The winning sailors were never really in doubt, particularly as the Nationals provided a good clue as to the form.  Andrew Landenberger got 8 straight wins on his new Exploder Ad3 Classic, the first time such a boat had been sailed in anger, and it has proved to be a very good version of this popular Polish design.  The boat only differs from it’s foiling brother in as much as the curved daggerboards are 200mm further from the front beam, and most of the board rake gubbins has been done away with, resulting is a new winning design for the Exploder stable which is bound to prove popular with Classic sailors.

On the open course, the NZ America’s Cup winning team had their big guns in action. Glenn Ashby, chasing his 10thWorld Title, held off a challenge by the Dutch double Champion, and reigning F 18 World Champ, Micsha Heemskerk, and also a late surge by his ETNZ winning helm Peter Burling, together with the third of the trio, namely Blair Tuke, Burling’s Olympic 49er Gold winning team-mate.

The largest overseas fleet was the USA/CAN team.  They arrived at the Pink Galah in their fetching pink blazers to huge amusement from all.  Their top sailor, the US National Champion, Bruce Mahoney, finished a very creditable 10thin the Open fleet, and is a testament to the strength of that field.

Designwise, the fleet looked to have stabilized somewhat as regards radical developments.  Subtle things, such as a slight reshaped foil or rudder tip are the thing now.  The ETNZ team had new boards arrive the day before the start.  They tested them, and they proved good.   Booms look to be making a comeback in the decksweeper sails after many did away with them, but the boomless sail is a black art as regards setting up, and not everyone has grasped that skill set yet.  This is a development class after all, so it won’t stand still, but after the last few year’s upheavals, it’s nice for things to settle for a while at least.

The sheer workload of these ETNZ professionals has to be seen to be believed. Not a single opportunity is missed, nor a mistake learned from. Ashby is know for his relentless pursuit of excellence. His attention to detail and resulting feel make him at one with his boat in a way we’ve not witnessed in anyone else. His ability to process and deal with setbacks, being it a wrong choice of windshift, or a misjudged gybe, make him the superstar that he is.  The whole team were in a different league to the mere mortals making up the rest of the fleet.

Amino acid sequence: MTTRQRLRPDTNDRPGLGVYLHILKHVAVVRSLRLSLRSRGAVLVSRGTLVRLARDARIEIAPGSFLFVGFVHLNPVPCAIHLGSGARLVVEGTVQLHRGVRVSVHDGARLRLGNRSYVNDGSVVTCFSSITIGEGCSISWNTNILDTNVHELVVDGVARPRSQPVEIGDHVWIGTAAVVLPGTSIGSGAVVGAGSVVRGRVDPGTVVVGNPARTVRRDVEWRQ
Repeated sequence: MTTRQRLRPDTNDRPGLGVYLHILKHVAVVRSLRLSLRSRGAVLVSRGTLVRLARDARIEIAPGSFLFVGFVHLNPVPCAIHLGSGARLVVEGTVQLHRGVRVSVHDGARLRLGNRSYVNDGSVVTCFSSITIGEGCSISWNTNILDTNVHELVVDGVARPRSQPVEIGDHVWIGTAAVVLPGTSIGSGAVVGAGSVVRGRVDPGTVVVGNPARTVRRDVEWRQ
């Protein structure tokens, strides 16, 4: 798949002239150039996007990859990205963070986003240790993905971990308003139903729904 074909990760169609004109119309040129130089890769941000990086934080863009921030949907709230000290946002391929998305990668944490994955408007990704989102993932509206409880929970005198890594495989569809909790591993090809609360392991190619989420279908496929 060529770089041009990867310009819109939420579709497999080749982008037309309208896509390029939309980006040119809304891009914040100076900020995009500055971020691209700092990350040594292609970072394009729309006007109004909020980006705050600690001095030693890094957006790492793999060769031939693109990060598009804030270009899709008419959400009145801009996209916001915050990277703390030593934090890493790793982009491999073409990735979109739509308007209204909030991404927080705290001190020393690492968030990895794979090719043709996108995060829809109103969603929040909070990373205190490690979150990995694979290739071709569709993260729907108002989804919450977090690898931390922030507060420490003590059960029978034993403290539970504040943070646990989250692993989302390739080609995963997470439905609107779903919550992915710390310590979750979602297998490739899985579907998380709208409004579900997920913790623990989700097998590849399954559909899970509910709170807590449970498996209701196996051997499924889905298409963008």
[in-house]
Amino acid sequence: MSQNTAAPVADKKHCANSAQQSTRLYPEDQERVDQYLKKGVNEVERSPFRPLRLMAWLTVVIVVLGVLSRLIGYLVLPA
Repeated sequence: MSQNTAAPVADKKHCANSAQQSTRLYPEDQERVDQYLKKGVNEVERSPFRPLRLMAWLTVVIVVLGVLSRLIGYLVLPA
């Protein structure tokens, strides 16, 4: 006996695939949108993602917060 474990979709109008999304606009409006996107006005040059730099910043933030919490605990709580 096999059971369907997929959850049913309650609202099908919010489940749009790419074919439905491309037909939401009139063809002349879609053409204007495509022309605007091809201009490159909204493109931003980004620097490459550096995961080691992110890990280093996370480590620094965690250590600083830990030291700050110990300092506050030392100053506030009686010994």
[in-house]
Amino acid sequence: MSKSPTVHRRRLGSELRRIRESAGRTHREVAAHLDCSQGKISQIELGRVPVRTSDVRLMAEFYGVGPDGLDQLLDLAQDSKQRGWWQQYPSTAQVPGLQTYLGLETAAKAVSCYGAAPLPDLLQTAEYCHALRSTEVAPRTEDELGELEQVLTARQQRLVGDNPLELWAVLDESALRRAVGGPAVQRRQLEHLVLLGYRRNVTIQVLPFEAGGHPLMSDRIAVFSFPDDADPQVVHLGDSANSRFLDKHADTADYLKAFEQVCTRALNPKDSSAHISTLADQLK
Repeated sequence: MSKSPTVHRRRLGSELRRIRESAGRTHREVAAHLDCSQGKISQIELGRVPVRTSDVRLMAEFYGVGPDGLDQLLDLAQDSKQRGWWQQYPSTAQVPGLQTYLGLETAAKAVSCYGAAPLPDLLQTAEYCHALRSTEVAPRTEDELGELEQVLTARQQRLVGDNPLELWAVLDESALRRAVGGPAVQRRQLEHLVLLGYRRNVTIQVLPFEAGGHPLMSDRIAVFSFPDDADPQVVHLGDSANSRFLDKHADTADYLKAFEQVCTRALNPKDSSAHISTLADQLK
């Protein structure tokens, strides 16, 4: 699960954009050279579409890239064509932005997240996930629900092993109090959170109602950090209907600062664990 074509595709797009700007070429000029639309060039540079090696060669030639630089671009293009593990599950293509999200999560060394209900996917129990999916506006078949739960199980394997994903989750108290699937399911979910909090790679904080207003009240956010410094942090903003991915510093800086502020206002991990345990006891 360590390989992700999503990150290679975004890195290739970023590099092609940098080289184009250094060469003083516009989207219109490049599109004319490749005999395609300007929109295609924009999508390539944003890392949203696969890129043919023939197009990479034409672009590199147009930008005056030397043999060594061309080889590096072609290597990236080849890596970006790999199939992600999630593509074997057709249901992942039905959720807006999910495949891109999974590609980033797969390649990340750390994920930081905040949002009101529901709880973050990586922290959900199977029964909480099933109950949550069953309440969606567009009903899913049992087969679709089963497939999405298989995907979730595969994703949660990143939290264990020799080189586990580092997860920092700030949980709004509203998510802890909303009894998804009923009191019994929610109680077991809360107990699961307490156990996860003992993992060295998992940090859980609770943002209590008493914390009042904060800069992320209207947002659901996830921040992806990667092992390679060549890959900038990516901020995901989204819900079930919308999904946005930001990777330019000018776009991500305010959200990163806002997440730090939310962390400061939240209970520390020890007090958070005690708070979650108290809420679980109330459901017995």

In the end, this was a regatta that will long be remembered for the way it was run, particularly by their head Darren (Mr Fixer) Everard, and Dr Paul Neeskins who ran the day to day operations, alongside sailing in the classic fleet. The sailors were welcomed into the local community, who sponsored boats, provided superb coffee and breakfasts, beers, accommodation and all manner of other delights.  Several have expressed their desire to return to the area for a holiday.

And it was fantastic for the rest of the fleet to witness the sailing skills or display. You’ll never get to race Lewis Hamilton on race track and so few other sportspeople will ever get the chance to be on a start line with their idols, but you can do that in this sport and particularly in this class.  And you will even consider it an honour when you were lapped by them at the second bottom mark.  They can all say they were there, and that is something they will remember that for the rest of their lives with pride. 

Thank you Hervey Bay, you did Australia proud.  And see you all in Weymouth next August!  

(Originally written for the https://www.sailherveybay.com.au site)